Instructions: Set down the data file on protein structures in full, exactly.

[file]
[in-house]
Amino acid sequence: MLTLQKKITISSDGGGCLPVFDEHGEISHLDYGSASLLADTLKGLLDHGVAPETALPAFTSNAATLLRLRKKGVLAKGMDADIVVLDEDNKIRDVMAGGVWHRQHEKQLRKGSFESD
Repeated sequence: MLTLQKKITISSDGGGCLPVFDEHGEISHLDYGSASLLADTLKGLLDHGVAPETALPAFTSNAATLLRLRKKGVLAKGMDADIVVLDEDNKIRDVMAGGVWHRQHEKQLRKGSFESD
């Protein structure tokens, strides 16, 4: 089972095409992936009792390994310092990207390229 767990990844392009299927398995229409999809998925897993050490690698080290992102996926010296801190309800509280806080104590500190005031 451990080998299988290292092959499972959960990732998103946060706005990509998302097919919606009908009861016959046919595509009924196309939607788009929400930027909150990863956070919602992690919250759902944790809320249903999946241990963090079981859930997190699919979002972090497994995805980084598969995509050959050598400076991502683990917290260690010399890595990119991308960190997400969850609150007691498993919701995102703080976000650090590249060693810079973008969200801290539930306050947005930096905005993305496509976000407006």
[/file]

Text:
[in-house]
Amino acid sequence: MLTLQKKITISSDGGGCLPVFDEHGEISHLDYGSASLLADTLKGLLDHGVAPETALPAFTSNAATLLRLRKKGVLAKGMDADIVVLDEDNKIRDVMAGGVWHRQHEKQLRKGSFESD
Repeated sequence: MLTLQKKITISSDGGGCLPVFDEHGEISHLDYGSASLLADTLKGLLDHGVAPETALPAFTSNAATLLRLRKKGVLAKGMDADIVVLDEDNKIRDVMAGGVWHRQHEKQLRKGSFESD
């Protein structure tokens, strides 16, 4: 089972095409992936009792390994310092990207390229 767990990844392009299927398995229409999809998925897993050490690698080290992102996926010296801190309800509280806080104590500190005031 451990080998299988290292092959499972959960990732998103946060706005990509998302097919919606009908009861016959046919595509009924196309939607788009929400930027909150990863956070919602992690919250759902944790809320249903999946241990963090079981859930997190699919979002972090497994995805980084598969995509050959050598400076991502683990917290260690010399890595990119991308960190997400969850609150007691498993919701995102703080976000650090590249060693810079973008969200801290539930306050947005930096905005993305496509976000407006």